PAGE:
"In these matters, which concern the external, spoken Word, we must hold firmly to the conviction that God gives no one his Spirit or grace except through or with the external Word which comes before. Thus we shall be protected from the enthusiasts, that is, from the spiritualists who boast that they possess the Spirit without and before the Word and who therefore judge, interpret, and twist the Scriptures or spoken Word according to their pleasure. Münzer did this, and many still do it in our day who wish to distinguish sharply between the letter and the spirit without knowing what they say or teach. The papacy, too, is nothing but enthusiasm, for the pope boasts that 'all laws are in the shrine of his heart,' and he claims that whatever he decides and commands in his churches is spirit and law, even when it is above and contrary to the Scriptures or spoken Word.
"All this is the old devil and the old serpent who made enthusiasts of Adam and Eve. He led them from the external Word of God to spiritualizing and to their own imaginations, and he did this through other external words. Even so, the enthusiasts of our day condemn the external Word, yet they do not remain silent but fill the world with their chattering and scribbling, as if the Spirit could not come through the Scriptures or the spoken word of the apostles but must come through their own writings and words. Why do they not stop preaching and writing until the Spirit himself comes to the people without and before their writings since they boast that the Spirit came upon them without the testimony of the Scriptures?"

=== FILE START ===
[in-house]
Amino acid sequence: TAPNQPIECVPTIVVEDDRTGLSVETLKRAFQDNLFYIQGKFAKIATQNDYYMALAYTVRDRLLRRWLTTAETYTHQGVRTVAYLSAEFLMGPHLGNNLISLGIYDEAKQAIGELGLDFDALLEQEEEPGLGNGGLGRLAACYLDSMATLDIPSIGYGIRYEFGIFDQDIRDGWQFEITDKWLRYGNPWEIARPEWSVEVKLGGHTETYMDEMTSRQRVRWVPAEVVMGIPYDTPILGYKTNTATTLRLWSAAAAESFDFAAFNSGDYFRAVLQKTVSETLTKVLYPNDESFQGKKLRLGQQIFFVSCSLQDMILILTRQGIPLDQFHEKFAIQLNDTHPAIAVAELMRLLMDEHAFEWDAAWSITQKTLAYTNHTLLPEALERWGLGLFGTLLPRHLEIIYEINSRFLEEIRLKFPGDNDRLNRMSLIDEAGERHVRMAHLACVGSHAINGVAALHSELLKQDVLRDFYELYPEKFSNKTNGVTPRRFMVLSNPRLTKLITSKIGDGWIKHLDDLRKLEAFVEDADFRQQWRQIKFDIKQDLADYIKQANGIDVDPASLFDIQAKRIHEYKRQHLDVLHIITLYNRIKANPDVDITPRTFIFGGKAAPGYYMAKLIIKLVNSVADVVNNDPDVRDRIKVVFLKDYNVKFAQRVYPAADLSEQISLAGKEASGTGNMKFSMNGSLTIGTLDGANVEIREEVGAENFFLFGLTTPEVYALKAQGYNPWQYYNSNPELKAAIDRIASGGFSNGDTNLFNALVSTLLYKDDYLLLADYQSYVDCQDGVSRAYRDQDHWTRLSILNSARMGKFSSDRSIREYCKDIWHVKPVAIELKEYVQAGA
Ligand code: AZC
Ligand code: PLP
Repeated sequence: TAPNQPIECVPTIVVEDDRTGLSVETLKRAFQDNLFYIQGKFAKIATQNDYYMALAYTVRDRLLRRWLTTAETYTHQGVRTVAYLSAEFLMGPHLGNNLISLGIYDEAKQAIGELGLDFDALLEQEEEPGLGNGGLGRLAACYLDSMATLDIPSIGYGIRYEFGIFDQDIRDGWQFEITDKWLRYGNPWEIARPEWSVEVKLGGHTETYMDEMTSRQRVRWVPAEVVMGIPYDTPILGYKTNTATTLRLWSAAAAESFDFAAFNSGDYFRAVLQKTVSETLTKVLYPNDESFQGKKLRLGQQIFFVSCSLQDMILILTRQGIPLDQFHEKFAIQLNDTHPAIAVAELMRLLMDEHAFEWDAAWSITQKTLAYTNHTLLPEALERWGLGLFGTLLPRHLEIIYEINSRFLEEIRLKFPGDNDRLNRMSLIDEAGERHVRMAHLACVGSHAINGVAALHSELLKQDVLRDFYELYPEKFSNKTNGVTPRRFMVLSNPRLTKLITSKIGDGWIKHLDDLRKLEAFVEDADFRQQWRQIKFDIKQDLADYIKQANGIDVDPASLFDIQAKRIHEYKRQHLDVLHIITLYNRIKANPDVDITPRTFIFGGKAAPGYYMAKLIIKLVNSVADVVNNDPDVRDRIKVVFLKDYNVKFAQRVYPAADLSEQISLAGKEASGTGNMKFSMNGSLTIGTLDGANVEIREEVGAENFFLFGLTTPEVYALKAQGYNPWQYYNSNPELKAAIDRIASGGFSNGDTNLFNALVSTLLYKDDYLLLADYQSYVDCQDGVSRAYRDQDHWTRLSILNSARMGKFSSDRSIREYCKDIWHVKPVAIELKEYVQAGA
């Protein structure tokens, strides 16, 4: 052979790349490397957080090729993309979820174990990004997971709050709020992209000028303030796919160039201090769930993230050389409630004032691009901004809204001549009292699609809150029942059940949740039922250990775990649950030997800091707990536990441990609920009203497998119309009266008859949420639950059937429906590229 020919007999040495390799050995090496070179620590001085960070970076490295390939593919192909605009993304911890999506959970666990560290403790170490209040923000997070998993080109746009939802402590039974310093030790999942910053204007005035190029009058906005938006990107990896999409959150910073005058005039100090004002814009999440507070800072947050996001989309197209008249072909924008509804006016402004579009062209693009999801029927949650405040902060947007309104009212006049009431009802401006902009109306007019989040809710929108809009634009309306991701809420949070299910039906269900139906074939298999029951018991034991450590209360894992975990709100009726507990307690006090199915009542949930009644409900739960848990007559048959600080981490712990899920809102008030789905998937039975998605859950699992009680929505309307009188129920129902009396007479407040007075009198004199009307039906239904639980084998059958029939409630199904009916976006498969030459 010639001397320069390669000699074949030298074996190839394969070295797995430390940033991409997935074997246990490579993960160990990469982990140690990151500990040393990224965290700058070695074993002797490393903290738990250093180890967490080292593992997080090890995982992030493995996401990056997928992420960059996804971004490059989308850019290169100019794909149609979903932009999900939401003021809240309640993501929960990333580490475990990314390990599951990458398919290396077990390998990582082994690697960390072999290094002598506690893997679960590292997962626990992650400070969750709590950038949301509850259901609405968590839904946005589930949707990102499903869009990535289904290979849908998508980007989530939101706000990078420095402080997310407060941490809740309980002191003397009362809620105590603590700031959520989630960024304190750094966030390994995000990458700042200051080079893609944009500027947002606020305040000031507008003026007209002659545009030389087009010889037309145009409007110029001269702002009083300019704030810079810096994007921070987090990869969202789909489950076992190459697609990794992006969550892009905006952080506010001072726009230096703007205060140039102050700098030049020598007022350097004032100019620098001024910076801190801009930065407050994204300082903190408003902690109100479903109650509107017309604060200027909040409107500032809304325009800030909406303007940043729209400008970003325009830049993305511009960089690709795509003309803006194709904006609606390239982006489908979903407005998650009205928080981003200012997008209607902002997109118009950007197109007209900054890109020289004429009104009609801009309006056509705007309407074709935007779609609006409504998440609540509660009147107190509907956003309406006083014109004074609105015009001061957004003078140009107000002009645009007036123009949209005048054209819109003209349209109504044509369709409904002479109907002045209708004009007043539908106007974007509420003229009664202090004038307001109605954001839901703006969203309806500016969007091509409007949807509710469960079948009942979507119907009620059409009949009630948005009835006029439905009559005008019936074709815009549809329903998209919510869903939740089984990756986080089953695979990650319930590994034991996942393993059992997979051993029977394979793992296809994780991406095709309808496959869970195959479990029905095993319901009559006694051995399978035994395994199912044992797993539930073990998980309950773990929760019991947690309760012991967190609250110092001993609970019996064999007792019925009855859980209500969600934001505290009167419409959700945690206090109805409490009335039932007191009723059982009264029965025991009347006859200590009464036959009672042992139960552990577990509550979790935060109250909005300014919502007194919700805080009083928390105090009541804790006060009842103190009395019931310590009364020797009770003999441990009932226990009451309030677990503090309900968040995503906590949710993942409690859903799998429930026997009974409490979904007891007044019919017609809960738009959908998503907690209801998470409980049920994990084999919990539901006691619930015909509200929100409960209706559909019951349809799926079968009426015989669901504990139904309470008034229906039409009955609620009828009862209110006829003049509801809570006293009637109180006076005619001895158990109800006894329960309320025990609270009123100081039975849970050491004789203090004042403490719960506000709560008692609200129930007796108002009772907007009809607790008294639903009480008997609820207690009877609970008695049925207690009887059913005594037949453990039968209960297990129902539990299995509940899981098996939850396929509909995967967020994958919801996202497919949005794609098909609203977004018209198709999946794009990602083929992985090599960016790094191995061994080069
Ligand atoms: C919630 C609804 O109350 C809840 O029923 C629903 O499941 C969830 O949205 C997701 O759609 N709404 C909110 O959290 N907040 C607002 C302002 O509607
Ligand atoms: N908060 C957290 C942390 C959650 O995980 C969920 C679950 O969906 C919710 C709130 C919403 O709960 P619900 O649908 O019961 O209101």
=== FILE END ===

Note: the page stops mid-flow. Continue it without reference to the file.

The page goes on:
Martin Luther, Smalcald Articles, 3.8.1-6